In my late 20s, I started suffering from vague complaints such as fatigue, difficulty sleeping, trouble losing weight, brain fog, difficulty concentrating and the list goes on. I then went to medical school, completed residency and all my symptoms progressively got worse. To the point where after residency, I was the sickest I’d ever been. I was tired, anxious; and overall unhappy.
I knew if I went to my primary care physician they probably would tell me that I needed to take an anti depressant. I knew this because, as a primary care physician myself, I knew that was probably going to be the end result. As a doctor, I would certainly suggest lifestyle modifications, but at the end of the day, if they wanted quick relief, I would recommend an antidepressant.
This was not the road I wanted to take. I wanted someone to take the time to listen to my story, perform some advanced testing to tease out my vague complaints, connect the dots to figure out why I was feeling this way, and recommend a very thorough plan to regain my health. Then I had this ah-ha moment: I needed to become the type of doctor that I wanted to see. I needed to become someone who took time to get to the root of the dysfunction, not just treat the symptoms. Unfortunately, I knew this type of care did not fit into the current, traditional health care system.
It was then that I started searching for evidence-based ways to treat individuals who aren’t overtly ill (i.e. they don’t need hospitalization or surgery), but they aren’t well. Their conventional labs may be normal, but the doctor and the patient both know that the patient is not functioning at an optimal level.
I realized I needed to address some gaps in my conventional medicine training to reach this population—the “unwell but not overtly sick” group. My research led me to functional medicine. I fell in love with the approach of really addressing the deficiencies in the body, and balancing out the foundation in somebody’s life in a fashion where each system builds upon another. You can’t just fix one symptom, replace one hormone (e.g., thyroid) or replenish one nutrient (e.g., B12) and expect the body to heal. It’s really looking at the body as a complete whole and digging deep into somebody’s history from birth. The foundation of my treatment plans reside in lifestyle medicine—balancing stress, sleep, nutrition, exercise and relationships—while using advanced diagnostic testing to get to the root cause of dysfunction. I tell my patients it’s like peeling an onion—we keep digging until we find what is at the root cause.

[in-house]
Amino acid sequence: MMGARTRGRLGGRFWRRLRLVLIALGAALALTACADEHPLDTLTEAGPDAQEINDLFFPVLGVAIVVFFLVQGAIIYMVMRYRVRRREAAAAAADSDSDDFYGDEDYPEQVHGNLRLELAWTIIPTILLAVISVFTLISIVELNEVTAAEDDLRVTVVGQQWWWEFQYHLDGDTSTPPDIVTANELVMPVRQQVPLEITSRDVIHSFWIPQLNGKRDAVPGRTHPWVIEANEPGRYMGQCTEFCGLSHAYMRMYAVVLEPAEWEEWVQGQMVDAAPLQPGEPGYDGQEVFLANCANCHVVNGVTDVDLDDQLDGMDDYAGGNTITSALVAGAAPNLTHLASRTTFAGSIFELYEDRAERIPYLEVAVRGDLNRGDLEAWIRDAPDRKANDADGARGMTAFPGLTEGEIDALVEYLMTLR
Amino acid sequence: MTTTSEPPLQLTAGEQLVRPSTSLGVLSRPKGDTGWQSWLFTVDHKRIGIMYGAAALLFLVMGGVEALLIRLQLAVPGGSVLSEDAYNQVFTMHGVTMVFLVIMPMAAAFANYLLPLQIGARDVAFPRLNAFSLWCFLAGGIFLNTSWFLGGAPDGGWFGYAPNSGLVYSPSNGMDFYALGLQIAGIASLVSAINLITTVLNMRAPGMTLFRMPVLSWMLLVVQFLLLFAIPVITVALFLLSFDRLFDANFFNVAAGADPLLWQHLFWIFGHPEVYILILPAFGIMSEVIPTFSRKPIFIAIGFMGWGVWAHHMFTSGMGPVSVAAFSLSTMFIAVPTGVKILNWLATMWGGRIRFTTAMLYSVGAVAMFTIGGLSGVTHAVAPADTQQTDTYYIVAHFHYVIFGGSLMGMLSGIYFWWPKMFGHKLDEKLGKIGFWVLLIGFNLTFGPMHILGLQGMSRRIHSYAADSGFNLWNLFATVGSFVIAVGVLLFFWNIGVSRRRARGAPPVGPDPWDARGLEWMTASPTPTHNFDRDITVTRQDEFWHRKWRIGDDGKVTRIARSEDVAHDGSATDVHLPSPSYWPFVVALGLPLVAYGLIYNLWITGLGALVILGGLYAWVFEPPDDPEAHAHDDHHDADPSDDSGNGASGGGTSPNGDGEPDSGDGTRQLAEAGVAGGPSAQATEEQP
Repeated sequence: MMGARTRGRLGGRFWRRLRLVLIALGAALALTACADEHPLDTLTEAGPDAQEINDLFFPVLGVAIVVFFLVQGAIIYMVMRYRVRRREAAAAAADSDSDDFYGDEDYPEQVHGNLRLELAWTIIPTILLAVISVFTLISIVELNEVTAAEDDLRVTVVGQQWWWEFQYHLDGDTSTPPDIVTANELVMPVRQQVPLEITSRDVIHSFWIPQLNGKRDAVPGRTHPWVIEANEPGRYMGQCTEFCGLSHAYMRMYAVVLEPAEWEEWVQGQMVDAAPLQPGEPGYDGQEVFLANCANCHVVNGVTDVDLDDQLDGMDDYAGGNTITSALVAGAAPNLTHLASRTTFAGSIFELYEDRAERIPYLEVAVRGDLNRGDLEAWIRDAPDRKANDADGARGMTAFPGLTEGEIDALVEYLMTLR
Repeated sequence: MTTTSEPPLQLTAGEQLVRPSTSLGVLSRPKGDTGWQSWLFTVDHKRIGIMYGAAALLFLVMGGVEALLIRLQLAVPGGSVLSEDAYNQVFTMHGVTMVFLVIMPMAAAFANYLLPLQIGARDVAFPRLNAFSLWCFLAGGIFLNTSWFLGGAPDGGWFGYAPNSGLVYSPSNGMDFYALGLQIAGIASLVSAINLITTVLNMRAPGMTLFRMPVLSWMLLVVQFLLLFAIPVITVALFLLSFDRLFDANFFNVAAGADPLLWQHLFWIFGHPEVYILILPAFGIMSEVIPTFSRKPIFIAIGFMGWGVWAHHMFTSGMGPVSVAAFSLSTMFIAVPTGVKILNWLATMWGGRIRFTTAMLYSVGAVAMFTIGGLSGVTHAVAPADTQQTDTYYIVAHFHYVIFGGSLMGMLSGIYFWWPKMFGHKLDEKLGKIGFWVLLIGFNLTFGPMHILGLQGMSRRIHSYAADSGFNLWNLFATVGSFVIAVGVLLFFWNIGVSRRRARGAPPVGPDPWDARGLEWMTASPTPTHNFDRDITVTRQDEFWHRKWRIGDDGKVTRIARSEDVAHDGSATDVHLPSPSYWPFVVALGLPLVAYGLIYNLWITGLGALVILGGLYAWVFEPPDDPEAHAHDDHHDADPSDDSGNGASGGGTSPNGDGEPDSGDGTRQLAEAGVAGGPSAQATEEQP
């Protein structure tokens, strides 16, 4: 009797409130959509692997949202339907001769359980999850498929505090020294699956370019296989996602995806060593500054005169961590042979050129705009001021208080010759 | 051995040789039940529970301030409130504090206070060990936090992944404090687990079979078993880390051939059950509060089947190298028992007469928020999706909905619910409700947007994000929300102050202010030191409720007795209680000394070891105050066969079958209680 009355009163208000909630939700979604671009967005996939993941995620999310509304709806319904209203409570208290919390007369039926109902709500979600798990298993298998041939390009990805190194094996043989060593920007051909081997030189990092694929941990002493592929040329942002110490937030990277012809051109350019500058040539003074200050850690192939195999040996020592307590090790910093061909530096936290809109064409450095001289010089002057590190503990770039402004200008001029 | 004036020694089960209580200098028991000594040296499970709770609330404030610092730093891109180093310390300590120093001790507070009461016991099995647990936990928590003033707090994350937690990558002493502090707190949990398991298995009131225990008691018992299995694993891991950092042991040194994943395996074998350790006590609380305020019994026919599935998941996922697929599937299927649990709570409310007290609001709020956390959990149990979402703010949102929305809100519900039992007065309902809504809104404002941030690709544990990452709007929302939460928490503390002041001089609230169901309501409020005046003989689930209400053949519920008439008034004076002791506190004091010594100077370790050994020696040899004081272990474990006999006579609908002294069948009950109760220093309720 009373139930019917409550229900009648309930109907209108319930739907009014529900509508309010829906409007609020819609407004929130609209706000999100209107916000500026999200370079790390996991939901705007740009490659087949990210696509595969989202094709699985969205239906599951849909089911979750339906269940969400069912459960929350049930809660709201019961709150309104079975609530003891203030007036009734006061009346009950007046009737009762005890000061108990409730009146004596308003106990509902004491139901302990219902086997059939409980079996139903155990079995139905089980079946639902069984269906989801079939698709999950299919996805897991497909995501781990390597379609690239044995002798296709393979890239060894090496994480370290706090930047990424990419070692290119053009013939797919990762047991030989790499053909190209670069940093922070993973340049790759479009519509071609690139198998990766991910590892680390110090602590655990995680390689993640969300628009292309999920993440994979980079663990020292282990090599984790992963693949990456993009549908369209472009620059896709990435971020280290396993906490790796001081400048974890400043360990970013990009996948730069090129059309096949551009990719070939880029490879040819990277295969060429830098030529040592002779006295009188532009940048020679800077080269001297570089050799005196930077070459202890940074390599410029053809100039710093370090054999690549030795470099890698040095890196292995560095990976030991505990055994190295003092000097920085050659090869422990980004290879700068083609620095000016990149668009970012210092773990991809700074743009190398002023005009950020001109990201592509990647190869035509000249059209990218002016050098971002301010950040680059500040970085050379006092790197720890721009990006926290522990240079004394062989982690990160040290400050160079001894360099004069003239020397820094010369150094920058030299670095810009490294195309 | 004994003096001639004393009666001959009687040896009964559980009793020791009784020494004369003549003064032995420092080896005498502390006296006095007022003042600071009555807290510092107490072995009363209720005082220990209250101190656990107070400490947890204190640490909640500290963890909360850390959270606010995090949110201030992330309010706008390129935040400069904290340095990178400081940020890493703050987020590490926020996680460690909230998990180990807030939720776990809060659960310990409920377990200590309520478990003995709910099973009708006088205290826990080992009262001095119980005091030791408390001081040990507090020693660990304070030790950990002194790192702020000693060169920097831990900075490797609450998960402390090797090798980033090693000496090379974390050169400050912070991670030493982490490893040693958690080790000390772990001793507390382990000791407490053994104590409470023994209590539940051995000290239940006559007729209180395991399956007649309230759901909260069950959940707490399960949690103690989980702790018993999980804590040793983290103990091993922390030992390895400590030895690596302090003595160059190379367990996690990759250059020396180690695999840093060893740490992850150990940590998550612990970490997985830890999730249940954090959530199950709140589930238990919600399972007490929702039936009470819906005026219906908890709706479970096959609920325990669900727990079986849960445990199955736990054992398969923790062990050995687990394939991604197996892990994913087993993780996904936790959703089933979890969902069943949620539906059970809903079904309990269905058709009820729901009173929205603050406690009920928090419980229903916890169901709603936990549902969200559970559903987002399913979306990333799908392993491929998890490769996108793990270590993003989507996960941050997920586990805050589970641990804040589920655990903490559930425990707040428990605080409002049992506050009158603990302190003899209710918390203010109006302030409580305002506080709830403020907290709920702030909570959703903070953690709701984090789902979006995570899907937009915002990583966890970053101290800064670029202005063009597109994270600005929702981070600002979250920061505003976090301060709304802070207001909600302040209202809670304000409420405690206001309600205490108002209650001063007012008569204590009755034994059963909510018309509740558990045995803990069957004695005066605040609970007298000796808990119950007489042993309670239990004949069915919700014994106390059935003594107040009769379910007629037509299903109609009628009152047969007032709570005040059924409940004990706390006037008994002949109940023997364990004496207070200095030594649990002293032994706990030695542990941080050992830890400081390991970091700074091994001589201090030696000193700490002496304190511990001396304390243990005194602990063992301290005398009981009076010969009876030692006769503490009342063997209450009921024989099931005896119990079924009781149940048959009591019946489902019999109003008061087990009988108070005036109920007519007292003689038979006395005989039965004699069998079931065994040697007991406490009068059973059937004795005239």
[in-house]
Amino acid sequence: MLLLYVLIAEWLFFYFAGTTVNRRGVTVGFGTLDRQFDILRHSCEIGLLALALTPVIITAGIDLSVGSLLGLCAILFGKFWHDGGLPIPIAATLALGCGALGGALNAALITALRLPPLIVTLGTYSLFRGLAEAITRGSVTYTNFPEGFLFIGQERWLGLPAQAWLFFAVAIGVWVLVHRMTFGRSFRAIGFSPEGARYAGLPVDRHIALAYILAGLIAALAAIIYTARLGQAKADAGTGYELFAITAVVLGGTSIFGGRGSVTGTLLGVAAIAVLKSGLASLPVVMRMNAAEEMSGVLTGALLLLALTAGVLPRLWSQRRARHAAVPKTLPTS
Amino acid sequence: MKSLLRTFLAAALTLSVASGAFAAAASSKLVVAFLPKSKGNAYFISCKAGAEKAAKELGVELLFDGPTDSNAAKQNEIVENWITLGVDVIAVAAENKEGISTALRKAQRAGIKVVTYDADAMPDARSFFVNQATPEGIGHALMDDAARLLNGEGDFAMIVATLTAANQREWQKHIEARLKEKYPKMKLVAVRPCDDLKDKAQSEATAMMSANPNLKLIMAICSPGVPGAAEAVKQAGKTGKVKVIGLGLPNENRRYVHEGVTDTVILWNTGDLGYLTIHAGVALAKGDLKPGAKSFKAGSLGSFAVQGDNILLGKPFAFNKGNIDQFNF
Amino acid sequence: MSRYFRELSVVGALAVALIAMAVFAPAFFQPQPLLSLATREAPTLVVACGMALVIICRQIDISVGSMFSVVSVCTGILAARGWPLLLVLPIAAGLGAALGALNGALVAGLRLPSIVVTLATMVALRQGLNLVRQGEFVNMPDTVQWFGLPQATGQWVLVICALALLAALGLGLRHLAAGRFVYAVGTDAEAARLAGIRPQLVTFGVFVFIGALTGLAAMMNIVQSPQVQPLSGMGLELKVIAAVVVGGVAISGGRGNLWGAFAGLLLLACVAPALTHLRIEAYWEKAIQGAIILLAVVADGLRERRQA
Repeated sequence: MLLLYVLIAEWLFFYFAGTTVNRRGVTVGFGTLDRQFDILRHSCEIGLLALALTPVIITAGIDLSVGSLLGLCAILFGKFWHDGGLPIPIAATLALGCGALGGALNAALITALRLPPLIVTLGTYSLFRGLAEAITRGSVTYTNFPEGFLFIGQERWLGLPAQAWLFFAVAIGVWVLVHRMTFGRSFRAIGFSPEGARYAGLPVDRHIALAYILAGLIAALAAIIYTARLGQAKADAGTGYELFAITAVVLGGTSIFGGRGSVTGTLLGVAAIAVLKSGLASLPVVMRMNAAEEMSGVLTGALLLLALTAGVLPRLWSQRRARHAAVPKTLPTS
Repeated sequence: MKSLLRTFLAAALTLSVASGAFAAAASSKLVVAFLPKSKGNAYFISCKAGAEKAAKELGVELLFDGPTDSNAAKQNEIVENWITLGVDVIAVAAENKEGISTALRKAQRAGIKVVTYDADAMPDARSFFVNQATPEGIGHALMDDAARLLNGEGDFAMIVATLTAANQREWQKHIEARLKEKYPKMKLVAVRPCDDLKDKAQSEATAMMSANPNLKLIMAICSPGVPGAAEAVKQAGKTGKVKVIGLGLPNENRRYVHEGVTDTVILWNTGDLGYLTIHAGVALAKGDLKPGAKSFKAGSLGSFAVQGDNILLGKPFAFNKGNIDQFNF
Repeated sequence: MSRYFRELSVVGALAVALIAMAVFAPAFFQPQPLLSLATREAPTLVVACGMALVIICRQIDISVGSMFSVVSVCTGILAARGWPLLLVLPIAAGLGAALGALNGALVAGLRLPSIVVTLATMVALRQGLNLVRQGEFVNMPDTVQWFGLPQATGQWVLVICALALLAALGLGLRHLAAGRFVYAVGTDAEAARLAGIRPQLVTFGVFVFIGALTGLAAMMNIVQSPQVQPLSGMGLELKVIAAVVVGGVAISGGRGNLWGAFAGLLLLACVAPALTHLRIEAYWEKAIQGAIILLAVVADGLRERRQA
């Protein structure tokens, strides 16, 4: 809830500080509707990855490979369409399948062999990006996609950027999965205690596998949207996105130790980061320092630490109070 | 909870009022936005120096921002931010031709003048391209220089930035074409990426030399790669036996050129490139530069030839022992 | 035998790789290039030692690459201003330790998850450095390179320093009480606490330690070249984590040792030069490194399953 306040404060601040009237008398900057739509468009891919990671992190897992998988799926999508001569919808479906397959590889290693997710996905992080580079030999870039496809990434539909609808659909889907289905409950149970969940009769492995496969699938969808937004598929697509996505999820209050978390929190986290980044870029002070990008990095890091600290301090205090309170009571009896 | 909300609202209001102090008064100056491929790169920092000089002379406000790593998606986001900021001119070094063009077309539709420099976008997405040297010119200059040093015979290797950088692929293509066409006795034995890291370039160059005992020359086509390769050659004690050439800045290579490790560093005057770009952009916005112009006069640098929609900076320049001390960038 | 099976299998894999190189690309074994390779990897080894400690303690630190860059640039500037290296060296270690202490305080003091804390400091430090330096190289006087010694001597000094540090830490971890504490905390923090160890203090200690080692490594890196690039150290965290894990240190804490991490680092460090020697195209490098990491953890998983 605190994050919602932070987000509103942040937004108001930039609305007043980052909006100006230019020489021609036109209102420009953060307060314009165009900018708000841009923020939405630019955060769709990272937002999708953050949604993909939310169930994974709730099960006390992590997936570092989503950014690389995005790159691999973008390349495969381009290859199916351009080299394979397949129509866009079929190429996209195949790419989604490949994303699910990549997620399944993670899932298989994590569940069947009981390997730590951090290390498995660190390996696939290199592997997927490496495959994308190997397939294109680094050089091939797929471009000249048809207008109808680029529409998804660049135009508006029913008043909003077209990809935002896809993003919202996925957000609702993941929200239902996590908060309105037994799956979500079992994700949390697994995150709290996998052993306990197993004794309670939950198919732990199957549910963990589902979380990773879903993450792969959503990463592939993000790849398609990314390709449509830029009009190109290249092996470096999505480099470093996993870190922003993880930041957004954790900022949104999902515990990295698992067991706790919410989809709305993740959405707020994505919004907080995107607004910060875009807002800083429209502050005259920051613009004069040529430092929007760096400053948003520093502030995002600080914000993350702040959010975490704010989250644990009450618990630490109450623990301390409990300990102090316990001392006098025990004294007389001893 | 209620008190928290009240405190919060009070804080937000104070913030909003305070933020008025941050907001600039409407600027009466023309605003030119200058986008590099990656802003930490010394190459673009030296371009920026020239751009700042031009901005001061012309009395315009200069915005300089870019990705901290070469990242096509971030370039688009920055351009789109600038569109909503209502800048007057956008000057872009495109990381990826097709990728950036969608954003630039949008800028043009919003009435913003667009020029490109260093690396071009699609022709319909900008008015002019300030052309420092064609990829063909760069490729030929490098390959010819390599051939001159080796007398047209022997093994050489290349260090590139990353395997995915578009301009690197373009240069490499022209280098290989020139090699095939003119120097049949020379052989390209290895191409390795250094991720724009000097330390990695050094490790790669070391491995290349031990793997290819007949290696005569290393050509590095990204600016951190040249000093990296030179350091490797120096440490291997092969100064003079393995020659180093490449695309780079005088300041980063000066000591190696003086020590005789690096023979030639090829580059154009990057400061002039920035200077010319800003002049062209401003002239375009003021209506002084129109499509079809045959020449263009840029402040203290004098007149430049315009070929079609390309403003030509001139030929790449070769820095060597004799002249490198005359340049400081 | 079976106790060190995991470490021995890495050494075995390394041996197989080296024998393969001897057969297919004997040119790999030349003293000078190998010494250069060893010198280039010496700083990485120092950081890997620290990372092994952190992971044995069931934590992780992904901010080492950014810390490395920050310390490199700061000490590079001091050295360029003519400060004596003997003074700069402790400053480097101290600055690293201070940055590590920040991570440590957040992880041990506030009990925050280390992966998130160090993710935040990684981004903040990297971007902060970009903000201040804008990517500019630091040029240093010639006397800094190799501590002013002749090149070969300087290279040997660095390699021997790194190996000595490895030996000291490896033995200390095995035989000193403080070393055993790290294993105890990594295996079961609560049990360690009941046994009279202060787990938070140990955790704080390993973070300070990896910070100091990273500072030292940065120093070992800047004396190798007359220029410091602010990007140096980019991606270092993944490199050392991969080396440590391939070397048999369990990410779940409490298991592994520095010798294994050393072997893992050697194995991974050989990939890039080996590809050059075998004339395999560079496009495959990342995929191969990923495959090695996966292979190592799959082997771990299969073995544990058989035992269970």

I’m so excited to be a functional medicine provider. I’m rejuvenated about the medicine I practice and am thrilled to help my patients. Making these changes in my own life has made a huge difference. And I know that the relationships that I form with my patients under this model will help them live a vibrant life.